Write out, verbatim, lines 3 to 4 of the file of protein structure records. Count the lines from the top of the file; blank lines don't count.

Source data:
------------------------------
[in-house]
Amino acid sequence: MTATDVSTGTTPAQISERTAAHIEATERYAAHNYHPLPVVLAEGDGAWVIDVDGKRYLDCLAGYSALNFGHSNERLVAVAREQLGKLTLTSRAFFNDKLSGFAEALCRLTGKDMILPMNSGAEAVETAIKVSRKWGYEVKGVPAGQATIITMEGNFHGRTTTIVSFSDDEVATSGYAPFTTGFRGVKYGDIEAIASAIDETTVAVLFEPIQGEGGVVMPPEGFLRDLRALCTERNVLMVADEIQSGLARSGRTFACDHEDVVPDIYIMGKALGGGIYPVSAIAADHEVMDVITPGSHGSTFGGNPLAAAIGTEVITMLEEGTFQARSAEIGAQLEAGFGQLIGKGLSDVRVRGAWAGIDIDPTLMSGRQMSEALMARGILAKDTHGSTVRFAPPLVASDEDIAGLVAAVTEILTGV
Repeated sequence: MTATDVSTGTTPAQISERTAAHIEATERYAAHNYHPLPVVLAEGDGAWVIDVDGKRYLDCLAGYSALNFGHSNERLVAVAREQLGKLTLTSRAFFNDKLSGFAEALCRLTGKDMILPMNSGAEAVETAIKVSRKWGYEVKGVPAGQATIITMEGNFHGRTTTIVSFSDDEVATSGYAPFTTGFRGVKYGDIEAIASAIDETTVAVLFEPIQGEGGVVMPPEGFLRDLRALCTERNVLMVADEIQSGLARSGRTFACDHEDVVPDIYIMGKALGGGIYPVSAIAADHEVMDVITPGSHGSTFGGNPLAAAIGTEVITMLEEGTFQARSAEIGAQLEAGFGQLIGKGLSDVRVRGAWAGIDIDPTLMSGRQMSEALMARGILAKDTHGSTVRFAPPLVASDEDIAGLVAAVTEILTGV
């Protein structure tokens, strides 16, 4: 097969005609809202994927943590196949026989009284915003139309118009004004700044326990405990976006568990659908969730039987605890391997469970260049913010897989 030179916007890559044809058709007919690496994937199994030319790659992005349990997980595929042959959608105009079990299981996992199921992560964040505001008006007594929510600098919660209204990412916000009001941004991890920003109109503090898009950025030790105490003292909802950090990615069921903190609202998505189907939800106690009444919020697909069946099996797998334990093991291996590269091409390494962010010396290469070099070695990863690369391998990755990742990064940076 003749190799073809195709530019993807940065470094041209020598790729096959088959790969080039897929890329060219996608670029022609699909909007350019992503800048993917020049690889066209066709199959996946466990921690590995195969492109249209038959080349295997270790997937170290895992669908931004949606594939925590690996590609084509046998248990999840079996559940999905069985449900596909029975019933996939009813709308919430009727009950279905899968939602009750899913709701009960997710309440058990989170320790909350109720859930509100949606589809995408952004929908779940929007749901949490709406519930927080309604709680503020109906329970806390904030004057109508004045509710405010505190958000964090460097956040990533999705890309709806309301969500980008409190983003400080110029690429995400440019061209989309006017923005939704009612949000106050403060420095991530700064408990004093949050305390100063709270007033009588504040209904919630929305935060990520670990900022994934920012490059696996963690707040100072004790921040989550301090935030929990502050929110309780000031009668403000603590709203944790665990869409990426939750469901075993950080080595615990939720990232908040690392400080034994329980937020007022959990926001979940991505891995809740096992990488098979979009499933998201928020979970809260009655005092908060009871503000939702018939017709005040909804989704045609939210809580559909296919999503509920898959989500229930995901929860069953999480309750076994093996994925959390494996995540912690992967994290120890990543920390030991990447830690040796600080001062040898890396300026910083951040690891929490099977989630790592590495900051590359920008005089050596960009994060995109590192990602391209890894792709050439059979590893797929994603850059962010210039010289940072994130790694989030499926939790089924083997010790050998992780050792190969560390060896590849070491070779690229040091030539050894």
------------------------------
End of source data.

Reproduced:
Repeated sequence: MTATDVSTGTTPAQISERTAAHIEATERYAAHNYHPLPVVLAEGDGAWVIDVDGKRYLDCLAGYSALNFGHSNERLVAVAREQLGKLTLTSRAFFNDKLSGFAEALCRLTGKDMILPMNSGAEAVETAIKVSRKWGYEVKGVPAGQATIITMEGNFHGRTTTIVSFSDDEVATSGYAPFTTGFRGVKYGDIEAIASAIDETTVAVLFEPIQGEGGVVMPPEGFLRDLRALCTERNVLMVADEIQSGLARSGRTFACDHEDVVPDIYIMGKALGGGIYPVSAIAADHEVMDVITPGSHGSTFGGNPLAAAIGTEVITMLEEGTFQARSAEIGAQLEAGFGQLIGKGLSDVRVRGAWAGIDIDPTLMSGRQMSEALMARGILAKDTHGSTVRFAPPLVASDEDIAGLVAAVTEILTGV
């Protein structure tokens, strides 16, 4: 097969005609809202994927943590196949026989009284915003139309118009004004700044326990405990976006568990659908969730039987605890391997469970260049913010897989 030179916007890559044809058709007919690496994937199994030319790659992005349990997980595929042959959608105009079990299981996992199921992560964040505001008006007594929510600098919660209204990412916000009001941004991890920003109109503090898009950025030790105490003292909802950090990615069921903190609202998505189907939800106690009444919020697909069946099996797998334990093991291996590269091409390494962010010396290469070099070695990863690369391998990755990742990064940076 003749190799073809195709530019993807940065470094041209020598790729096959088959790969080039897929890329060219996608670029022609699909909007350019992503800048993917020049690889066209066709199959996946466990921690590995195969492109249209038959080349295997270790997937170290895992669908931004949606594939925590690996590609084509046998248990999840079996559940999905069985449900596909029975019933996939009813709308919430009727009950279905899968939602009750899913709701009960997710309440058990989170320790909350109720859930509100949606589809995408952004929908779940929007749901949490709406519930927080309604709680503020109906329970806390904030004057109508004045509710405010505190958000964090460097956040990533999705890309709806309301969500980008409190983003400080110029690429995400440019061209989309006017923005939704009612949000106050403060420095991530700064408990004093949050305390100063709270007033009588504040209904919630929305935060990520670990900022994934920012490059696996963690707040100072004790921040989550301090935030929990502050929110309780000031009668403000603590709203944790665990869409990426939750469901075993950080080595615990939720990232908040690392400080034994329980937020007022959990926001979940991505891995809740096992990488098979979009499933998201928020979970809260009655005092908060009871503000939702018939017709005040909804989704045609939210809580559909296919999503509920898959989500229930995901929860069953999480309750076994093996994925959390494996995540912690992967994290120890990543920390030991990447830690040796600080001062040898890396300026910083951040690891929490099977989630790592590495900051590359920008005089050596960009994060995109590192990602391209890894792709050439059979590893797929994603850059962010210039010289940072994130790694989030499926939790089924083997010790050998992780050792190969560390060896590849070491070779690229040091030539050894």